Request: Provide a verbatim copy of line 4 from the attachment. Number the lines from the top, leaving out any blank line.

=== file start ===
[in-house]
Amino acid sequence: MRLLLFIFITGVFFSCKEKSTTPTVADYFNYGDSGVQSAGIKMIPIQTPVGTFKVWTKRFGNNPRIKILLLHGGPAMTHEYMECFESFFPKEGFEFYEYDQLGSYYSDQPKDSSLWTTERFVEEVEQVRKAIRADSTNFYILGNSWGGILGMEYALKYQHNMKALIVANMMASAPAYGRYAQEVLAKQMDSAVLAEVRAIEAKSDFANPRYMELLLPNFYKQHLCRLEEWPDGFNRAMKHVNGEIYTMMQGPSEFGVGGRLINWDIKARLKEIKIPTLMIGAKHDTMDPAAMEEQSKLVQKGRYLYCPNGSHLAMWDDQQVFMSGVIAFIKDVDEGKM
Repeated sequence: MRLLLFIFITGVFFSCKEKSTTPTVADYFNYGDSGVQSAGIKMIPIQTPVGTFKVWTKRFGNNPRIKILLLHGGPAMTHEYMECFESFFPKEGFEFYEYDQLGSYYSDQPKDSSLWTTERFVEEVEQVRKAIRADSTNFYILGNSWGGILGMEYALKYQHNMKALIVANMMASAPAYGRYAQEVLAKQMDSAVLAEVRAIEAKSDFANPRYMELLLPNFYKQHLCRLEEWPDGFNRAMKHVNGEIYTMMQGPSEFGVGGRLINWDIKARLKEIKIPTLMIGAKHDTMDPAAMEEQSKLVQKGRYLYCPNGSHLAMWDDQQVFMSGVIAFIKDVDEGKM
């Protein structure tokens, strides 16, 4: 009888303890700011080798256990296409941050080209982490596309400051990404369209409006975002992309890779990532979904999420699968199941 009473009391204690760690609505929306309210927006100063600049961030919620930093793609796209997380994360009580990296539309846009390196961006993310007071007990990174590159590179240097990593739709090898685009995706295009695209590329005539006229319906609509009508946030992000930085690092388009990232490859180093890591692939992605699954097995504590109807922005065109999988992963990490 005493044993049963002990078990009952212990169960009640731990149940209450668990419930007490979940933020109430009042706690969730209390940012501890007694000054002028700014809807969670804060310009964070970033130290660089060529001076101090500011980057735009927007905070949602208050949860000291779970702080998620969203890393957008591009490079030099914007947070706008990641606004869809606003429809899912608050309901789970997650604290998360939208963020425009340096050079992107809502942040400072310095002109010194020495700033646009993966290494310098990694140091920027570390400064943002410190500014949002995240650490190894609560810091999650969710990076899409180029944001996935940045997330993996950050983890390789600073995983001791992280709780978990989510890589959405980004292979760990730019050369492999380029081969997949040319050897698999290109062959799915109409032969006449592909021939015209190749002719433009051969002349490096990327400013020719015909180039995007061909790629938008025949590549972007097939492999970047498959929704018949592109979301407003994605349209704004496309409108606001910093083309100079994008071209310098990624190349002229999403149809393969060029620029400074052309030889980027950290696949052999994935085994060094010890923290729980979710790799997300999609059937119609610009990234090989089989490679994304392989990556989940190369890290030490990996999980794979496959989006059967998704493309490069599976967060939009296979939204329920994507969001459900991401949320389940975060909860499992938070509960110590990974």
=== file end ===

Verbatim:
């Protein structure tokens, strides 16, 4: 009888303890700011080798256990296409941050080209982490596309400051990404369209409006975002992309890779990532979904999420699968199941 009473009391204690760690609505929306309210927006100063600049961030919620930093793609796209997380994360009580990296539309846009390196961006993310007071007990990174590159590179240097990593739709090898685009995706295009695209590329005539006229319906609509009508946030992000930085690092388009990232490859180093890591692939992605699954097995504590109807922005065109999988992963990490 005493044993049963002990078990009952212990169960009640731990149940209450668990419930007490979940933020109430009042706690969730209390940012501890007694000054002028700014809807969670804060310009964070970033130290660089060529001076101090500011980057735009927007905070949602208050949860000291779970702080998620969203890393957008591009490079030099914007947070706008990641606004869809606003429809899912608050309901789970997650604290998360939208963020425009340096050079992107809502942040400072310095002109010194020495700033646009993966290494310098990694140091920027570390400064943002410190500014949002995240650490190894609560810091999650969710990076899409180029944001996935940045997330993996950050983890390789600073995983001791992280709780978990989510890589959405980004292979760990730019050369492999380029081969997949040319050897698999290109062959799915109409032969006449592909021939015209190749002719433009051969002349490096990327400013020719015909180039995007061909790629938008025949590549972007097939492999970047498959929704018949592109979301407003994605349209704004496309409108606001910093083309100079994008071209310098990624190349002229999403149809393969060029620029400074052309030889980027950290696949052999994935085994060094010890923290729980979710790799997300999609059937119609610009990234090989089989490679994304392989990556989940190369890290030490990996999980794979496959989006059967998704493309490069599976967060939009296979939204329920994507969001459900991401949320389940975060909860499992938070509960110590990974």